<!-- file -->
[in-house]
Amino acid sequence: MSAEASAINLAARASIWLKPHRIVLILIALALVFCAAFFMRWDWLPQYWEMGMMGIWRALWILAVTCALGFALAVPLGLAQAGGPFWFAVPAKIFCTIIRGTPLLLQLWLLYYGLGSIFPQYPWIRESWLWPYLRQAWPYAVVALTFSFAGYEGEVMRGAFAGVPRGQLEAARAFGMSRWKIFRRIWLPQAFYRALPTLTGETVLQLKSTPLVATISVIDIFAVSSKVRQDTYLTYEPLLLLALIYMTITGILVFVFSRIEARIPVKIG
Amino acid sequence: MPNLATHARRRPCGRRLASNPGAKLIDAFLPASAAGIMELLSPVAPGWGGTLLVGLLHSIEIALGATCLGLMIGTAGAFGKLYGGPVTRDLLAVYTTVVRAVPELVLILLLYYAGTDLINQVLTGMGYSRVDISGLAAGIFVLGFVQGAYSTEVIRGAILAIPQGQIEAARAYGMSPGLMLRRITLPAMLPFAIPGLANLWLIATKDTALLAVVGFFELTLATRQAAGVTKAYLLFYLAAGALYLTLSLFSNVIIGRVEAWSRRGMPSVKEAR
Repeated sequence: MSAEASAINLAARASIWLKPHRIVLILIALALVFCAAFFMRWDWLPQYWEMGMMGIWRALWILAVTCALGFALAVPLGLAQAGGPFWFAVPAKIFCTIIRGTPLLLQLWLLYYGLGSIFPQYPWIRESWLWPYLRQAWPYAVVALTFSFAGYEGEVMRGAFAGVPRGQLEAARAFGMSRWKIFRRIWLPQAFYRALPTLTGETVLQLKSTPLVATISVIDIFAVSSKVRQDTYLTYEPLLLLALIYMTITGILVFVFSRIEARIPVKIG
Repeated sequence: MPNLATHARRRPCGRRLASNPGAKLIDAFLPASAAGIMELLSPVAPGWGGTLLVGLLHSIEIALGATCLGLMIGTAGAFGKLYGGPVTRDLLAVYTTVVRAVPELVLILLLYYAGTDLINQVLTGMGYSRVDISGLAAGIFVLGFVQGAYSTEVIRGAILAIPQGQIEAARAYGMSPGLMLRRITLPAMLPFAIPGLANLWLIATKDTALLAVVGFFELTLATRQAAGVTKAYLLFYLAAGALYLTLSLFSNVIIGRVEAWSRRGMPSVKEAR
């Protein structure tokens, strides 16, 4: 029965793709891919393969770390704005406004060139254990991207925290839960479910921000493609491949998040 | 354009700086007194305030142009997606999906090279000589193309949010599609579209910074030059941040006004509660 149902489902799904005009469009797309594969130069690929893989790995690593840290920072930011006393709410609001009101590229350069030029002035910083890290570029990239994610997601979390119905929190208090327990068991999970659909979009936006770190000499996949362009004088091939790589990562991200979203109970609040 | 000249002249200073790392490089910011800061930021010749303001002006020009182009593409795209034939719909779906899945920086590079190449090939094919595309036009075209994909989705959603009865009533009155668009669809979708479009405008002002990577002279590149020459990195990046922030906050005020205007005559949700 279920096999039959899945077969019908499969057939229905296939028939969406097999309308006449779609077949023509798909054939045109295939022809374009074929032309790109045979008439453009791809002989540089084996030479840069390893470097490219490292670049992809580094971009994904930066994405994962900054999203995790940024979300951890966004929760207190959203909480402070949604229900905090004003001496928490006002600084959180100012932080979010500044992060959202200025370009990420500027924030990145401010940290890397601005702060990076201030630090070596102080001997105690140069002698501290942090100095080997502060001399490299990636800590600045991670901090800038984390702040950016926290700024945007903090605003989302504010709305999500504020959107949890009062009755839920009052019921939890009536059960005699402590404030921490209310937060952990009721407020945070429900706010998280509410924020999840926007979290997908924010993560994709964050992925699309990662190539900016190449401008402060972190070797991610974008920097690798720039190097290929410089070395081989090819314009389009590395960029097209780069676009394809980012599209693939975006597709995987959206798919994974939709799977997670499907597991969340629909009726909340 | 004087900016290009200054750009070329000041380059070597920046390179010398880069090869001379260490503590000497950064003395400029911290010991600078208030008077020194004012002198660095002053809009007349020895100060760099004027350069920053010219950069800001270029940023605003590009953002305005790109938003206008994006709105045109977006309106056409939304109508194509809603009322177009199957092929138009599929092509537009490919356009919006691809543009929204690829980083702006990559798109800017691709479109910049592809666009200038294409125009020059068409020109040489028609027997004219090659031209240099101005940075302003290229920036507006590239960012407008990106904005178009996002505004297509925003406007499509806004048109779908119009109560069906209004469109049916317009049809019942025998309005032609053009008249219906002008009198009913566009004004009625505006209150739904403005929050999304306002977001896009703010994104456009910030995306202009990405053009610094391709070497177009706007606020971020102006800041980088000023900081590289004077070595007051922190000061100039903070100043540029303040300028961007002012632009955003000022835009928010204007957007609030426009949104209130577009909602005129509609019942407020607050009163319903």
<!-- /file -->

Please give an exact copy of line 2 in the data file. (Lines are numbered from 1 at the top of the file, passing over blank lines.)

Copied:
Amino acid sequence: MSAEASAINLAARASIWLKPHRIVLILIALALVFCAAFFMRWDWLPQYWEMGMMGIWRALWILAVTCALGFALAVPLGLAQAGGPFWFAVPAKIFCTIIRGTPLLLQLWLLYYGLGSIFPQYPWIRESWLWPYLRQAWPYAVVALTFSFAGYEGEVMRGAFAGVPRGQLEAARAFGMSRWKIFRRIWLPQAFYRALPTLTGETVLQLKSTPLVATISVIDIFAVSSKVRQDTYLTYEPLLLLALIYMTITGILVFVFSRIEARIPVKIG